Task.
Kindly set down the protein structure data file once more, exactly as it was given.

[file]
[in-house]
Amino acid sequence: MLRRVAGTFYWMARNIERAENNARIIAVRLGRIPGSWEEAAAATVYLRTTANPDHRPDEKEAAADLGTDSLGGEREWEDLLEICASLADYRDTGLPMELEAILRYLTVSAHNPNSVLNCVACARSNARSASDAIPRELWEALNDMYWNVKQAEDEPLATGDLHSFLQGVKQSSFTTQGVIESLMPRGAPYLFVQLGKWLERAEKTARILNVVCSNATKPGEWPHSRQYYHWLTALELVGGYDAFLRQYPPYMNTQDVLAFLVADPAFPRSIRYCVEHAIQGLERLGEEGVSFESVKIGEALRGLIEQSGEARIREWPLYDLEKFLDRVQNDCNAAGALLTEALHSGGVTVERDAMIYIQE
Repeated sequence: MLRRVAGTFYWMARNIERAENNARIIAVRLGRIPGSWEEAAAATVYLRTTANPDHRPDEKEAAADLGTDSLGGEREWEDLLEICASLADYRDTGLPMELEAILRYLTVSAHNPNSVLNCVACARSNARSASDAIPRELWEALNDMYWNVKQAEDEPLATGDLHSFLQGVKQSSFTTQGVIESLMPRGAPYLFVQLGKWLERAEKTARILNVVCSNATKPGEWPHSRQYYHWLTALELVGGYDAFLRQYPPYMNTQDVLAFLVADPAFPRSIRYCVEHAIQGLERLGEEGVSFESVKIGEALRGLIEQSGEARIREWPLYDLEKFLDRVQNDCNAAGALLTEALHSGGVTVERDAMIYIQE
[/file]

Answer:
[in-house]
Amino acid sequence: MLRRVAGTFYWMARNIERAENNARIIAVRLGRIPGSWEEAAAATVYLRTTANPDHRPDEKEAAADLGTDSLGGEREWEDLLEICASLADYRDTGLPMELEAILRYLTVSAHNPNSVLNCVACARSNARSASDAIPRELWEALNDMYWNVKQAEDEPLATGDLHSFLQGVKQSSFTTQGVIESLMPRGAPYLFVQLGKWLERAEKTARILNVVCSNATKPGEWPHSRQYYHWLTALELVGGYDAFLRQYPPYMNTQDVLAFLVADPAFPRSIRYCVEHAIQGLERLGEEGVSFESVKIGEALRGLIEQSGEARIREWPLYDLEKFLDRVQNDCNAAGALLTEALHSGGVTVERDAMIYIQE
Repeated sequence: MLRRVAGTFYWMARNIERAENNARIIAVRLGRIPGSWEEAAAATVYLRTTANPDHRPDEKEAAADLGTDSLGGEREWEDLLEICASLADYRDTGLPMELEAILRYLTVSAHNPNSVLNCVACARSNARSASDAIPRELWEALNDMYWNVKQAEDEPLATGDLHSFLQGVKQSSFTTQGVIESLMPRGAPYLFVQLGKWLERAEKTARILNVVCSNATKPGEWPHSRQYYHWLTALELVGGYDAFLRQYPPYMNTQDVLAFLVADPAFPRSIRYCVEHAIQGLERLGEEGVSFESVKIGEALRGLIEQSGEARIREWPLYDLEKFLDRVQNDCNAAGALLTEALHSGGVTVERDAMIYIQE